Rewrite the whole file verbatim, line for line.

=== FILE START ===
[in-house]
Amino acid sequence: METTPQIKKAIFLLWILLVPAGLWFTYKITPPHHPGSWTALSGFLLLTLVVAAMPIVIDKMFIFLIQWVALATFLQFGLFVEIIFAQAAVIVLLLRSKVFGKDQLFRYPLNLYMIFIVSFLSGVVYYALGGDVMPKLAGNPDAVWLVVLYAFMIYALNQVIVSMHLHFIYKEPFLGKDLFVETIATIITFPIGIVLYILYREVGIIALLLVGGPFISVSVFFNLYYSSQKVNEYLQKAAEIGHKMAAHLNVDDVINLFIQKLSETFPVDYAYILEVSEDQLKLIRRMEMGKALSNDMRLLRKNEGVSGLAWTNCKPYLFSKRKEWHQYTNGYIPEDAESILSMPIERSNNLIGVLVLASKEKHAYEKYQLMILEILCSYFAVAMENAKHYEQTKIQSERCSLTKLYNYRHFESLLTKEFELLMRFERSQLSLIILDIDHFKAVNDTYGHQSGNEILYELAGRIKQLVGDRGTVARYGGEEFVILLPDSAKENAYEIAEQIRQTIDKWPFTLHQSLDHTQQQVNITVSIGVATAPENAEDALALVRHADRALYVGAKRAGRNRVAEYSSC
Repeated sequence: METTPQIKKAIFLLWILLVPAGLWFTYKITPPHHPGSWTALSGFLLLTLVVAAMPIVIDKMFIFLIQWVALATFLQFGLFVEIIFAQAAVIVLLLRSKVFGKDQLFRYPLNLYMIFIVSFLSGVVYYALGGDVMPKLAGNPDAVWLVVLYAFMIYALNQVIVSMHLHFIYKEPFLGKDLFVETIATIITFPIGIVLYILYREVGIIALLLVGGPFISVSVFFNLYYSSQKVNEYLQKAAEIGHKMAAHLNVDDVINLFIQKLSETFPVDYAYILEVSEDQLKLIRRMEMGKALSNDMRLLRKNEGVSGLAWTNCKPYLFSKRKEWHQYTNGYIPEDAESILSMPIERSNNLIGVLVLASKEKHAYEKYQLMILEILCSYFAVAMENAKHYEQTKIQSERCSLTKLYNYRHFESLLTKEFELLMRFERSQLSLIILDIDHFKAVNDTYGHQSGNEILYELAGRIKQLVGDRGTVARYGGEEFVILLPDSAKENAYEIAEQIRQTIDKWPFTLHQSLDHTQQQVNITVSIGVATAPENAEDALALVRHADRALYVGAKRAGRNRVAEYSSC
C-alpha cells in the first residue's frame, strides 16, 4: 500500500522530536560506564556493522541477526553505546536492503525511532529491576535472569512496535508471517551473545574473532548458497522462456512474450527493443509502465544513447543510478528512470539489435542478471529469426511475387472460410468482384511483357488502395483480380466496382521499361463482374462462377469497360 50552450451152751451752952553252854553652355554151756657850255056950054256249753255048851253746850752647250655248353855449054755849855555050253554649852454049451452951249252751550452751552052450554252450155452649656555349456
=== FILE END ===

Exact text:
[in-house]
Amino acid sequence: METTPQIKKAIFLLWILLVPAGLWFTYKITPPHHPGSWTALSGFLLLTLVVAAMPIVIDKMFIFLIQWVALATFLQFGLFVEIIFAQAAVIVLLLRSKVFGKDQLFRYPLNLYMIFIVSFLSGVVYYALGGDVMPKLAGNPDAVWLVVLYAFMIYALNQVIVSMHLHFIYKEPFLGKDLFVETIATIITFPIGIVLYILYREVGIIALLLVGGPFISVSVFFNLYYSSQKVNEYLQKAAEIGHKMAAHLNVDDVINLFIQKLSETFPVDYAYILEVSEDQLKLIRRMEMGKALSNDMRLLRKNEGVSGLAWTNCKPYLFSKRKEWHQYTNGYIPEDAESILSMPIERSNNLIGVLVLASKEKHAYEKYQLMILEILCSYFAVAMENAKHYEQTKIQSERCSLTKLYNYRHFESLLTKEFELLMRFERSQLSLIILDIDHFKAVNDTYGHQSGNEILYELAGRIKQLVGDRGTVARYGGEEFVILLPDSAKENAYEIAEQIRQTIDKWPFTLHQSLDHTQQQVNITVSIGVATAPENAEDALALVRHADRALYVGAKRAGRNRVAEYSSC
Repeated sequence: METTPQIKKAIFLLWILLVPAGLWFTYKITPPHHPGSWTALSGFLLLTLVVAAMPIVIDKMFIFLIQWVALATFLQFGLFVEIIFAQAAVIVLLLRSKVFGKDQLFRYPLNLYMIFIVSFLSGVVYYALGGDVMPKLAGNPDAVWLVVLYAFMIYALNQVIVSMHLHFIYKEPFLGKDLFVETIATIITFPIGIVLYILYREVGIIALLLVGGPFISVSVFFNLYYSSQKVNEYLQKAAEIGHKMAAHLNVDDVINLFIQKLSETFPVDYAYILEVSEDQLKLIRRMEMGKALSNDMRLLRKNEGVSGLAWTNCKPYLFSKRKEWHQYTNGYIPEDAESILSMPIERSNNLIGVLVLASKEKHAYEKYQLMILEILCSYFAVAMENAKHYEQTKIQSERCSLTKLYNYRHFESLLTKEFELLMRFERSQLSLIILDIDHFKAVNDTYGHQSGNEILYELAGRIKQLVGDRGTVARYGGEEFVILLPDSAKENAYEIAEQIRQTIDKWPFTLHQSLDHTQQQVNITVSIGVATAPENAEDALALVRHADRALYVGAKRAGRNRVAEYSSC
C-alpha cells in the first residue's frame, strides 16, 4: 500500500522530536560506564556493522541477526553505546536492503525511532529491576535472569512496535508471517551473545574473532548458497522462456512474450527493443509502465544513447543510478528512470539489435542478471529469426511475387472460410468482384511483357488502395483480380466496382521499361463482374462462377469497360 50552450451152751451752952553252854553652355554151756657850255056950054256249753255048851253746850752647250655248353855449054755849855555050253554649852454049451452951249252751550452751552052450554252450155452649656555349456